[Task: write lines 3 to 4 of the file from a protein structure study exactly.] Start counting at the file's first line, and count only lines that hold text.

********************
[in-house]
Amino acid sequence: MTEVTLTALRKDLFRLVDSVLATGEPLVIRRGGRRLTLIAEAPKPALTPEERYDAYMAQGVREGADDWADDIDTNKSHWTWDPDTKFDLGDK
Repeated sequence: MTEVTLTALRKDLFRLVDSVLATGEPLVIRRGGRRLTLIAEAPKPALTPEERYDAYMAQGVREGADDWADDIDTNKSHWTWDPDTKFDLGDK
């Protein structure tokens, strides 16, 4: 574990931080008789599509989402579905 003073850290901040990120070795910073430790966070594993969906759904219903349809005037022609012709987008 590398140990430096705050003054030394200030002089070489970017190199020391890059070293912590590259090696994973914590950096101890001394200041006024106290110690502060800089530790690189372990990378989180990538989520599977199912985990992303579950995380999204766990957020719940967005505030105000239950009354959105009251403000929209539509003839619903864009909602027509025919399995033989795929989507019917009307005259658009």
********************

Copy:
Repeated sequence: MTEVTLTALRKDLFRLVDSVLATGEPLVIRRGGRRLTLIAEAPKPALTPEERYDAYMAQGVREGADDWADDIDTNKSHWTWDPDTKFDLGDK
């Protein structure tokens, strides 16, 4: 574990931080008789599509989402579905 003073850290901040990120070795910073430790966070594993969906759904219903349809005037022609012709987008 590398140990430096705050003054030394200030002089070489970017190199020391890059070293912590590259090696994973914590950096101890001394200041006024106290110690502060800089530790690189372990990378989180990538989520599977199912985990992303579950995380999204766990957020719940967005505030105000239950009354959105009251403000929209539509003839619903864009909602027509025919399995033989795929989507019917009307005259658009």